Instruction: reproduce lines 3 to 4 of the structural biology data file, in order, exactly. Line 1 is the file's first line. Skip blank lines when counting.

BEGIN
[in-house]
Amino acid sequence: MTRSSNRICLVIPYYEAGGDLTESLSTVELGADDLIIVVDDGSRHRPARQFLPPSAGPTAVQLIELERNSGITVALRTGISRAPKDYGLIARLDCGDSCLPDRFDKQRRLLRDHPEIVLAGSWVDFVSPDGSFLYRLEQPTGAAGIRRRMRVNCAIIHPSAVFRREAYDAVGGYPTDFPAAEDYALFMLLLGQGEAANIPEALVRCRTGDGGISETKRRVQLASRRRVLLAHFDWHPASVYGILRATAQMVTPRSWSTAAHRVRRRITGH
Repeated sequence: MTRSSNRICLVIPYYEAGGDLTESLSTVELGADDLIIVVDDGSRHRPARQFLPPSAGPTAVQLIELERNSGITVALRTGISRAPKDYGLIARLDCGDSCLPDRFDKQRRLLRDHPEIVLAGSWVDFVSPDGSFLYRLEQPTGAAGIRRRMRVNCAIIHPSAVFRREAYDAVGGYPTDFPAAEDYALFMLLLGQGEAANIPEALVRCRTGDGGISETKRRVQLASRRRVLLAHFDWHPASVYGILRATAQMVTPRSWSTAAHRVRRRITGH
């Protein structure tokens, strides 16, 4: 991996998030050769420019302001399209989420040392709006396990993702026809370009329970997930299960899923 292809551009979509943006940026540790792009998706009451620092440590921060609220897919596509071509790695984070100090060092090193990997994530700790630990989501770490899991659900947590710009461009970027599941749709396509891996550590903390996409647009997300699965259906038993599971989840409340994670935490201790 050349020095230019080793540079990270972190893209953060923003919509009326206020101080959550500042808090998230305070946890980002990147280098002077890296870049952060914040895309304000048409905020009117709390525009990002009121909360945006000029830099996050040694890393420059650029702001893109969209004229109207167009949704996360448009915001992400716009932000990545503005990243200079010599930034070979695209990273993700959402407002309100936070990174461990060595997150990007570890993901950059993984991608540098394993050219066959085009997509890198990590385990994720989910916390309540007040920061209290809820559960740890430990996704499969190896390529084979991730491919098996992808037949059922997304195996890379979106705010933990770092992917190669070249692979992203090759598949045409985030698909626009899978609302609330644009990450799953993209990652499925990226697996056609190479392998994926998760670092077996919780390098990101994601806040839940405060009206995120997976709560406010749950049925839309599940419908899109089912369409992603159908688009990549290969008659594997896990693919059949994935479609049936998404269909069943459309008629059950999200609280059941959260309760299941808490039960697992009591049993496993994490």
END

Repeated sequence: MTRSSNRICLVIPYYEAGGDLTESLSTVELGADDLIIVVDDGSRHRPARQFLPPSAGPTAVQLIELERNSGITVALRTGISRAPKDYGLIARLDCGDSCLPDRFDKQRRLLRDHPEIVLAGSWVDFVSPDGSFLYRLEQPTGAAGIRRRMRVNCAIIHPSAVFRREAYDAVGGYPTDFPAAEDYALFMLLLGQGEAANIPEALVRCRTGDGGISETKRRVQLASRRRVLLAHFDWHPASVYGILRATAQMVTPRSWSTAAHRVRRRITGH
């Protein structure tokens, strides 16, 4: 991996998030050769420019302001399209989420040392709006396990993702026809370009329970997930299960899923 292809551009979509943006940026540790792009998706009451620092440590921060609220897919596509071509790695984070100090060092090193990997994530700790630990989501770490899991659900947590710009461009970027599941749709396509891996550590903390996409647009997300699965259906038993599971989840409340994670935490201790 050349020095230019080793540079990270972190893209953060923003919509009326206020101080959550500042808090998230305070946890980002990147280098002077890296870049952060914040895309304000048409905020009117709390525009990002009121909360945006000029830099996050040694890393420059650029702001893109969209004229109207167009949704996360448009915001992400716009932000990545503005990243200079010599930034070979695209990273993700959402407002309100936070990174461990060595997150990007570890993901950059993984991608540098394993050219066959085009997509890198990590385990994720989910916390309540007040920061209290809820559960740890430990996704499969190896390529084979991730491919098996992808037949059922997304195996890379979106705010933990770092992917190669070249692979992203090759598949045409985030698909626009899978609302609330644009990450799953993209990652499925990226697996056609190479392998994926998760670092077996919780390098990101994601806040839940405060009206995120997976709560406010749950049925839309599940419908899109089912369409992603159908688009990549290969008659594997896990693919059949994935479609049936998404269909069943459309008629059950999200609280059941959260309760299941808490039960697992009591049993496993994490």